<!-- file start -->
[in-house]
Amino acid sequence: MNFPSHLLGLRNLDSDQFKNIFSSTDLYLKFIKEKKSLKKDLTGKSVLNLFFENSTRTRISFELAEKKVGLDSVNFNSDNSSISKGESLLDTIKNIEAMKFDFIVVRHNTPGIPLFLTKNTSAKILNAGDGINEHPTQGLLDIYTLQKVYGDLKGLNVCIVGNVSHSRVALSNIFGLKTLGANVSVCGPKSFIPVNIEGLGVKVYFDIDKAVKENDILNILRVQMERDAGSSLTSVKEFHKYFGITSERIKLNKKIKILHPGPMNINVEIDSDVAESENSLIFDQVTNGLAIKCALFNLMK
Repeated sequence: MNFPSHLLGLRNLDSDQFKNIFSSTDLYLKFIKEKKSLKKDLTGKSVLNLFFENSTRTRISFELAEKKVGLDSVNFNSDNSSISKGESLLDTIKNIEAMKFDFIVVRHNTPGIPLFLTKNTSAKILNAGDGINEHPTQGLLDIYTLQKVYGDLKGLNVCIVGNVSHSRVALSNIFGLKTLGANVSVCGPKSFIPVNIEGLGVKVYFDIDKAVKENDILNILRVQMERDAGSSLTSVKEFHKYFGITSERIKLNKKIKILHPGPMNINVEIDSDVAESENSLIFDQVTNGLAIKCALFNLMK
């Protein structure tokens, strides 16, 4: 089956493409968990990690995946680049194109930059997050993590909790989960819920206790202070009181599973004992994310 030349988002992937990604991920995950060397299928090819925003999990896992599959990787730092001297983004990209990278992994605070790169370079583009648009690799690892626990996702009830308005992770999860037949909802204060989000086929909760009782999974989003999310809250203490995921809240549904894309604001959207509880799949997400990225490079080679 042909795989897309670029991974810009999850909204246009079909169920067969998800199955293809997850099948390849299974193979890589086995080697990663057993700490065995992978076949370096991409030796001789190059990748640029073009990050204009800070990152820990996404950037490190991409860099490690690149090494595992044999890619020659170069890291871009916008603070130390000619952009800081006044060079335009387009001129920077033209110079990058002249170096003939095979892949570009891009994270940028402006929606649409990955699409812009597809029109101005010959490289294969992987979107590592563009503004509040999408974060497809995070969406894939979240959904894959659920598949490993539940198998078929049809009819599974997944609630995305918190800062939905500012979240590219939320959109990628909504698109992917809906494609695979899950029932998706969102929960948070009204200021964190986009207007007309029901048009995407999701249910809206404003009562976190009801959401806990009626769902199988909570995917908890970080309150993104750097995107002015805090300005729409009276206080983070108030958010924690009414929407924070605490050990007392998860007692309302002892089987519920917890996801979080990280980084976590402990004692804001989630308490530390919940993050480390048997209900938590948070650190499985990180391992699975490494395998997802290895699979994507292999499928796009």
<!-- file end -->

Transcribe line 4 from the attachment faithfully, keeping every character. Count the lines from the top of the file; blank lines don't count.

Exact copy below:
């Protein structure tokens, strides 16, 4: 089956493409968990990690995946680049194109930059997050993590909790989960819920206790202070009181599973004992994310 030349988002992937990604991920995950060397299928090819925003999990896992599959990787730092001297983004990209990278992994605070790169370079583009648009690799690892626990996702009830308005992770999860037949909802204060989000086929909760009782999974989003999310809250203490995921809240549904894309604001959207509880799949997400990225490079080679 042909795989897309670029991974810009999850909204246009079909169920067969998800199955293809997850099948390849299974193979890589086995080697990663057993700490065995992978076949370096991409030796001789190059990748640029073009990050204009800070990152820990996404950037490190991409860099490690690149090494595992044999890619020659170069890291871009916008603070130390000619952009800081006044060079335009387009001129920077033209110079990058002249170096003939095979892949570009891009994270940028402006929606649409990955699409812009597809029109101005010959490289294969992987979107590592563009503004509040999408974060497809995070969406894939979240959904894959659920598949490993539940198998078929049809009819599974997944609630995305918190800062939905500012979240590219939320959109990628909504698109992917809906494609695979899950029932998706969102929960948070009204200021964190986009207007007309029901048009995407999701249910809206404003009562976190009801959401806990009626769902199988909570995917908890970080309150993104750097995107002015805090300005729409009276206080983070108030958010924690009414929407924070605490050990007392998860007692309302002892089987519920917890996801979080990280980084976590402990004692804001989630308490530390919940993050480390048997209900938590948070650190499985990180391992699975490494395998997802290895699979994507292999499928796009």